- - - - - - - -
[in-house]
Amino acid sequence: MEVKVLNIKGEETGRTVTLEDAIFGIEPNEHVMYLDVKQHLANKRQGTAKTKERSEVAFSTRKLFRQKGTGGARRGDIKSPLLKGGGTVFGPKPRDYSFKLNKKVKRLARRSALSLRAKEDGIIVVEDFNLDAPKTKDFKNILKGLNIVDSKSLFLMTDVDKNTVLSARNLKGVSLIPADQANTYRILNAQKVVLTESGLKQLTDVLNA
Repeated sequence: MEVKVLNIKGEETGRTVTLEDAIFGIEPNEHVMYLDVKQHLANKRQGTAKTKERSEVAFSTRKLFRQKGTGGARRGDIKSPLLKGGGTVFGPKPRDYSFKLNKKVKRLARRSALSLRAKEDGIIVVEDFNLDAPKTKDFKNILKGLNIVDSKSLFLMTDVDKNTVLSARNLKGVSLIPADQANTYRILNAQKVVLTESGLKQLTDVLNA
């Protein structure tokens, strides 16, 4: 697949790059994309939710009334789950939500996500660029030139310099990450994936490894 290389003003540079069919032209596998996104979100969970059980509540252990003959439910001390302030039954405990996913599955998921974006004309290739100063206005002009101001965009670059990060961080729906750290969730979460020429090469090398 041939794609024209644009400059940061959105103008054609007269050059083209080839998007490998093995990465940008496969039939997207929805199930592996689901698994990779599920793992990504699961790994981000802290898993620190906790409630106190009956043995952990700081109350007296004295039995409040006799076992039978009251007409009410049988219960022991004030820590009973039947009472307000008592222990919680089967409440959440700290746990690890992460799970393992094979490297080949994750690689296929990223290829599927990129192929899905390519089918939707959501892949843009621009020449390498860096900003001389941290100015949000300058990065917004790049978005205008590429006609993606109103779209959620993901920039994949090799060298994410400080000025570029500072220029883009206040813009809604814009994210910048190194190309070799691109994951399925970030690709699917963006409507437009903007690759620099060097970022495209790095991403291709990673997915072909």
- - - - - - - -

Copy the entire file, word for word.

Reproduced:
[in-house]
Amino acid sequence: MEVKVLNIKGEETGRTVTLEDAIFGIEPNEHVMYLDVKQHLANKRQGTAKTKERSEVAFSTRKLFRQKGTGGARRGDIKSPLLKGGGTVFGPKPRDYSFKLNKKVKRLARRSALSLRAKEDGIIVVEDFNLDAPKTKDFKNILKGLNIVDSKSLFLMTDVDKNTVLSARNLKGVSLIPADQANTYRILNAQKVVLTESGLKQLTDVLNA
Repeated sequence: MEVKVLNIKGEETGRTVTLEDAIFGIEPNEHVMYLDVKQHLANKRQGTAKTKERSEVAFSTRKLFRQKGTGGARRGDIKSPLLKGGGTVFGPKPRDYSFKLNKKVKRLARRSALSLRAKEDGIIVVEDFNLDAPKTKDFKNILKGLNIVDSKSLFLMTDVDKNTVLSARNLKGVSLIPADQANTYRILNAQKVVLTESGLKQLTDVLNA
């Protein structure tokens, strides 16, 4: 697949790059994309939710009334789950939500996500660029030139310099990450994936490894 290389003003540079069919032209596998996104979100969970059980509540252990003959439910001390302030039954405990996913599955998921974006004309290739100063206005002009101001965009670059990060961080729906750290969730979460020429090469090398 041939794609024209644009400059940061959105103008054609007269050059083209080839998007490998093995990465940008496969039939997207929805199930592996689901698994990779599920793992990504699961790994981000802290898993620190906790409630106190009956043995952990700081109350007296004295039995409040006799076992039978009251007409009410049988219960022991004030820590009973039947009472307000008592222990919680089967409440959440700290746990690890992460799970393992094979490297080949994750690689296929990223290829599927990129192929899905390519089918939707959501892949843009621009020449390498860096900003001389941290100015949000300058990065917004790049978005205008590429006609993606109103779209959620993901920039994949090799060298994410400080000025570029500072220029883009206040813009809604814009994210910048190194190309070799691109994951399925970030690709699917963006409507437009903007690759620099060097970022495209790095991403291709990673997915072909």